Engaging students of Engineering & Technology in positive Group Dynamics using randomly generated Instant Virtual Group (IVG) quizzes

Main Article Content

Muhammad Yousif Jamro


A quiz template is developed keeping in mind the group dynamics to engage and encourage group work activities among E&T undergraduates. The Microsoft® Excel VBA programming was used to create random instant virtual groups (IVGs) and to select random questions. Although the IVG quiz selects group members randomly, yet the programming enables “controlled” reoccurrence keeping the entire class in alert state (i.e. allowing previous members from other groups to reappear and regroup). During the quiz, a small group cooperatively engaged working towards solution and at the end of each quiz question each group member is peer assessed by entire class following pre-set rules of engagement. At the end of quiz, the analyses are auto-plotted showing individual and group contributions flagging out, the best, good and the poor performers. The developed quiz workbook can be easily adopted for the reuse in any group assessment activity by simply changing the attendance list and question bank. The quiz template was used in piloting an epistemological study of various taught modules at different programme levels in various pathways of MEng-BEng and MSc Engineering programmes. The results of a survey analysing the effectiveness of such IVG quizzes using Chi-square test predicted an overall 71% net positive student’s responses with an average above 59% for various programme levels. Furthermore, the data analysis suggested that Level 4 and MSc cohorts comparatively need more tutor support in their group work as they have limited exposure to group dynamics. The significance of eye-contact and positioning of peers in-classroom randomised IVGs were also studied, which revealed that increasing separation between peers and their obscured locations obstructing their eye-contacts show adverse effects on group homotopy recommending maximum five members in an IVG creating effective cooperative communication. The random IVG quiz is tutor centred activity and mainly designed engaging students in-class active learning, and is suitable for small to medium class size of 30-35, nonetheless, large cohort size can be supported by splitting in batches.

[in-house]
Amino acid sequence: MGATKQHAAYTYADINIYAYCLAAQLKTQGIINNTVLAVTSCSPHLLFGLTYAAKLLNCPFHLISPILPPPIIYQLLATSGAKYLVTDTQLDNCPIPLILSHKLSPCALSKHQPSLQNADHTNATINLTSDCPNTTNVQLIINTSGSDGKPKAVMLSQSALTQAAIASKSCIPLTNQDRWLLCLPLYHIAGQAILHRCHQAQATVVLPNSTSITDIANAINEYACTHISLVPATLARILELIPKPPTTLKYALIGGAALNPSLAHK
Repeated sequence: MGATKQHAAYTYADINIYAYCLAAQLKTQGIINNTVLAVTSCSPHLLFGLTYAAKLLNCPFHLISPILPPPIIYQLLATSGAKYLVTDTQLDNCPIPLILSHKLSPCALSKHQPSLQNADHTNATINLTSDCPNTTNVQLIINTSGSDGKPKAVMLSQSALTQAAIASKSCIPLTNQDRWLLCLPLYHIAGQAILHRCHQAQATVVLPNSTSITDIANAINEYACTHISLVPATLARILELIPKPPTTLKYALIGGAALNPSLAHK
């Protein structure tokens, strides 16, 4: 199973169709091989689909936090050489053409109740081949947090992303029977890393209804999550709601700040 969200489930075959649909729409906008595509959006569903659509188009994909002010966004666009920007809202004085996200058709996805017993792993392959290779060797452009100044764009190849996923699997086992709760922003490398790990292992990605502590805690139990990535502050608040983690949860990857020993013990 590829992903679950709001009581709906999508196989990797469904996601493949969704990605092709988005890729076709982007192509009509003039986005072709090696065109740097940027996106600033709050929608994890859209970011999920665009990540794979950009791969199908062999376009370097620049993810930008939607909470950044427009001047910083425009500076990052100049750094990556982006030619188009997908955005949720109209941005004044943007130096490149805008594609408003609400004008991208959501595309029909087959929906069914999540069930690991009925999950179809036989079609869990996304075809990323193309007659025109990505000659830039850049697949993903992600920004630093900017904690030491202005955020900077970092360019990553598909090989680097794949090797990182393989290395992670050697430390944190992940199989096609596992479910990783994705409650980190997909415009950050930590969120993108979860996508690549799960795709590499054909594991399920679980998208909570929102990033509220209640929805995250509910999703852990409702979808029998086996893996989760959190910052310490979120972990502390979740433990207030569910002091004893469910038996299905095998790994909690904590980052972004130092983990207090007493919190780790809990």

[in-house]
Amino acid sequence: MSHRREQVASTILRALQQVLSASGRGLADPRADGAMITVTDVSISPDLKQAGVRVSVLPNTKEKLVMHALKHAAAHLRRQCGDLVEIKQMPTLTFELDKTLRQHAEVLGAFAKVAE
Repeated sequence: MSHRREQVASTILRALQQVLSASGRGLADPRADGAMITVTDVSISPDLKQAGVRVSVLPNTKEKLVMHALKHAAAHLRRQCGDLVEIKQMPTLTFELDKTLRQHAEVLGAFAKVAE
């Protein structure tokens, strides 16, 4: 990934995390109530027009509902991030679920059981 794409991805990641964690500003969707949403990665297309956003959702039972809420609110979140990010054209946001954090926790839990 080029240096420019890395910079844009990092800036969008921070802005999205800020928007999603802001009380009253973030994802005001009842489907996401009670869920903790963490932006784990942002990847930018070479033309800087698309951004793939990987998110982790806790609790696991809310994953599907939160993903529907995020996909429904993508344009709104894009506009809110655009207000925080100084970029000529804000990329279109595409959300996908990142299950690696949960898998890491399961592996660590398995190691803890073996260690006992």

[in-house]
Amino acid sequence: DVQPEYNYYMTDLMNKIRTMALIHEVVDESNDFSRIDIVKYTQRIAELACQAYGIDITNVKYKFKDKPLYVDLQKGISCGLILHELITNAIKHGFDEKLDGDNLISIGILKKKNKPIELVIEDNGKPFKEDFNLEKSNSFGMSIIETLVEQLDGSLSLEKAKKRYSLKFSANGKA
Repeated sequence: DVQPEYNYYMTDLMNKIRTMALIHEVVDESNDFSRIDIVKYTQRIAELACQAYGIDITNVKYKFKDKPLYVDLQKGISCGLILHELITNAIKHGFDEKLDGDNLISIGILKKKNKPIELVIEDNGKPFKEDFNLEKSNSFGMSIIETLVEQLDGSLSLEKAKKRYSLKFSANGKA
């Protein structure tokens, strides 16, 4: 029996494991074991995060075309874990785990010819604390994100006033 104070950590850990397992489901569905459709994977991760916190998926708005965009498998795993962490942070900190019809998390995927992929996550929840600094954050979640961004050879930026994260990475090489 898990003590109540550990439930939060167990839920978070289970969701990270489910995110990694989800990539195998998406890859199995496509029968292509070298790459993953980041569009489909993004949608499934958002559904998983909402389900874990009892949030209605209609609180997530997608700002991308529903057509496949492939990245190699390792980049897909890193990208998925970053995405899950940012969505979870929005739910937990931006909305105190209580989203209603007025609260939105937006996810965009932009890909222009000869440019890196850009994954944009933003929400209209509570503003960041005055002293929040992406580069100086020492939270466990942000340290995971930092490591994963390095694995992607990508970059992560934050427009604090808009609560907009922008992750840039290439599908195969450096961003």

Download data is not yet available.


Metrics Loading ...

Article Details

How to Cite
Jamro, M. Y. (2017). Engaging students of Engineering & Technology in positive Group Dynamics using randomly generated Instant Virtual Group (IVG) quizzes. International Journal for Innovation Education and Research, 5(10), 10-43. Retrieved from https://ijier.net/index.php/ijier/article/view/797
Author Biography

Muhammad Yousif Jamro, University of Hertfordshire